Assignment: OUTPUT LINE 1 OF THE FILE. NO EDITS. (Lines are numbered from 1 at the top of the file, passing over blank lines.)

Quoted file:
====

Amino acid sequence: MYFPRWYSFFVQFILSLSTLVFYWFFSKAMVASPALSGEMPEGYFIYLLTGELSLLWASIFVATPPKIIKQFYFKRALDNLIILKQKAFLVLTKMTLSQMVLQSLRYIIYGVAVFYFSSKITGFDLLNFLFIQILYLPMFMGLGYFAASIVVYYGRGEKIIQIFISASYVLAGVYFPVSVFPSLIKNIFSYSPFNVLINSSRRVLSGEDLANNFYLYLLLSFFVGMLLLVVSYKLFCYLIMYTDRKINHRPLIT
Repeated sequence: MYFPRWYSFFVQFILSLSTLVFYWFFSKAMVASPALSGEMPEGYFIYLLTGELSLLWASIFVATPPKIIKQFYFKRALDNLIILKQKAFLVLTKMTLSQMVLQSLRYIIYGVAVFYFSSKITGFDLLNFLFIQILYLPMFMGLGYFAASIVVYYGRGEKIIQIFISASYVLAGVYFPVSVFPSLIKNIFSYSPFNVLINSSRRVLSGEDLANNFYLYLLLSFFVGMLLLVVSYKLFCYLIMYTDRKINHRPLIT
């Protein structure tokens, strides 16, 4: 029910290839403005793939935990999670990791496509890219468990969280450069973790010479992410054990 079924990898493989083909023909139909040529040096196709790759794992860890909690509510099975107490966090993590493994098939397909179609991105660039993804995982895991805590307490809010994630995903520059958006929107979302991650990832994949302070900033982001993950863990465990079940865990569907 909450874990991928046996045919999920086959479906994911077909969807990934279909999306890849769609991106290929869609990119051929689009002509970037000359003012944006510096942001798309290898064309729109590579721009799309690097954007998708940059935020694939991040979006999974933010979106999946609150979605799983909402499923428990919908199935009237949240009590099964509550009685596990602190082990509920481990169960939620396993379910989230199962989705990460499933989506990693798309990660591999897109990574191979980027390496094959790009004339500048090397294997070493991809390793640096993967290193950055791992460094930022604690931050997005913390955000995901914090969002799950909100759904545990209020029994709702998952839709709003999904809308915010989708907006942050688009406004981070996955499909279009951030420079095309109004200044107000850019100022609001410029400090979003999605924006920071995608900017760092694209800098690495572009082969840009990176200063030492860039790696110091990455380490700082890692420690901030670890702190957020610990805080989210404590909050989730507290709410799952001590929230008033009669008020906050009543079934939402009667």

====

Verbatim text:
Amino acid sequence: MYFPRWYSFFVQFILSLSTLVFYWFFSKAMVASPALSGEMPEGYFIYLLTGELSLLWASIFVATPPKIIKQFYFKRALDNLIILKQKAFLVLTKMTLSQMVLQSLRYIIYGVAVFYFSSKITGFDLLNFLFIQILYLPMFMGLGYFAASIVVYYGRGEKIIQIFISASYVLAGVYFPVSVFPSLIKNIFSYSPFNVLINSSRRVLSGEDLANNFYLYLLLSFFVGMLLLVVSYKLFCYLIMYTDRKINHRPLIT